Speaking at the seventh sub-Sahara spectrum management conference on Friday 4 November in Cape Town the Minister of communications and digital technologies, Ms Khumbudzo Ntshavheni, told delegates that Radio frequency spectrum is a vital element for development of the electronic communications network infrastructure” and that policy and regulatory reforms cannot be separated from business.
“Due to insufficient allocations, Africa is faced with a shortage and limitations on availability of spectrum. The relegation of Africa to the periphery of meaningful spectrum allocation is not only detrimental to Africa’s development but it will compromise global development, world peace and the attainment of United Nations Sustainable Development Goals by 2030. It is therefore heart-warming to know that this seventh Sub-Sahara Spectrum Management Conference is seized with questions of how to deliver a spectrum strategy that works for Africa.”
She told delegates that South Africa is finalising the Next Generation Radio Frequency Spectrum Policy for Economic Development (“Spectrum Policy”). She said “Without pre-empting the outcomes of the draft Spectrum Policy consultation processes, I must indicate that this policy will be at the centre of transformation of the ICT sector. Through this Policy, South Africa intends to aggressively drive our programme of bridging the digital divide through bridging the connectivity divide that is experienced by our rural and peri-urban communities. The Policy aims to advance long-term public interest from the use of spectrum to support the rollout of communications networks for socio-economic development of the country. It further seeks to utilise the spectrum to drive broader and inclusive economic participation and development for all.
We cannot, if we want to succeed as Africa, separate policy and regulatory reforms from business. If we want Africa that deals with poverty, address education and health challenges, and create employment and wealth for our people we need to be flexible and quickly respond to technological changes and innovations that are brought to our shores. We need to start being innovative and develop technologies that will sustain our development as Africa.”
Reduction in cost, but build innovation
“The availability of spectrum must result in the reduction of the cost of communication. It has become the enabler of innovation and wealth creation for any country. We need to build innovation technology hubs, develop, and manufacture our products which can be shipped globally. We need to choose strategic partners which will aid in skills development in this ICT sector.
South Africa will launch an Artificial Intelligence Hub, in partnership with academic institutions (Tshwane University of Technology and University of Johannesburg) and ICT industry players, to harness the economic and social benefits of AI both in the country and Africa at large.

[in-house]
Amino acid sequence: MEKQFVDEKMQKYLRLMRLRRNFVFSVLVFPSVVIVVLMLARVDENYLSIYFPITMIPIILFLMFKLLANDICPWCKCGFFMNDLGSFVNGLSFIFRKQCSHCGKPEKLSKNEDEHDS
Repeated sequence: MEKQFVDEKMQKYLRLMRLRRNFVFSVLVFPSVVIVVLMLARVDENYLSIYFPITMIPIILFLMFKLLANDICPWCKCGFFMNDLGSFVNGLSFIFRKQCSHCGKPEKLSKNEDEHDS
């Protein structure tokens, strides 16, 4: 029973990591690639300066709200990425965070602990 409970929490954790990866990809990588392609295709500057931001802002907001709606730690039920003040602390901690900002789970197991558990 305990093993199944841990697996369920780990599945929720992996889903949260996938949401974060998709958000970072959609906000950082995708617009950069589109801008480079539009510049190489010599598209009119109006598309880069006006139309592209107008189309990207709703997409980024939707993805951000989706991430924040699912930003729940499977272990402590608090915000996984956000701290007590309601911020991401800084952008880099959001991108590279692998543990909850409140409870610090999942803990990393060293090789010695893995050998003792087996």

The draft spectrum policy proposes a sunset for legacy technologies such as 2G and 3G to ensures that all South Africans including in rural and remote areas are not deprived of new technologies such as 4G, 5G and beyond. Therefore, as a country, South Africa is very interested in the outcome of this conference discussions on the goal of a co-ordinated approach to spectrum management given the different pace of technological development that is seen across Africa in areas such as 5Grollout.”
“As we prepare for WRC-23, the workshop and in particular this seventh Sub- Saharan conference will inform Member States on the commercial and business imperative which to consider as we develop and finalise our positions as countries and develop common African positions for WRC- 23.
While this conference is not a decision-making conference, it is important in sharing insight, and informing us on the latest developments, and market needs which are impacted by technology changes and spectrum allocations at the WRC-23. We should as countries and as a Continent consider a balanced approach as we develop and finalize the common Africa positions for WRC-23. However, as Africa we may need to make unpopular decisions in the interest of our continent. The issue of the 600MHz spectrum is an important one that we will have to support if we have to achieve rural broadband connectivity for all. I am glad that the ITU-R Methods to satisfy the WRC-23 agenda has taken into consideration inclusion for support of 600MHz spectrum of IMT and mobile service for broadband deployment. Allocating or identifying portion of this band at the WRC-23 is important for our broadband deployment. “
The ITU and Africa
It will be remiss of me not to mention that we are celebrating the conclusion of the ITU plenipotentiary in Bucharest that elected the first African to the position of Director of the Telecommunication Development Bureau, Dr Cosmas Zavazava who hails from Zimbabwe.
The development of the ICT sector is a key African policy, regulatory and developmental agenda issue, and it is only fitting that the Director of the ITU Development sector comes from the African continent.
South Africa was also re-elected to the ITU Council for the 2023 – 2026 period, and we shall continue to advance South Africa and Africa’s priorities and relevance in this global space at ITU Council.
The Minister said that South Africa is a signatory of the Harmonised Calculation Method Agreement for Africa which will aid Members to have common principles perform cross-border frequency coordination, and address interference amongst neighbouring countries. As a signed Member of this Agreement, she urged other African members states to sign to strengthen frequency coordination. She said that given that South Africa is a signatory of the Agreement, and we have the capability and world class and reliable Data Centres, I would like to announce that the Republic of South Africa is raising her hand to host the Harmonised Calculation Software on behalf of Africa.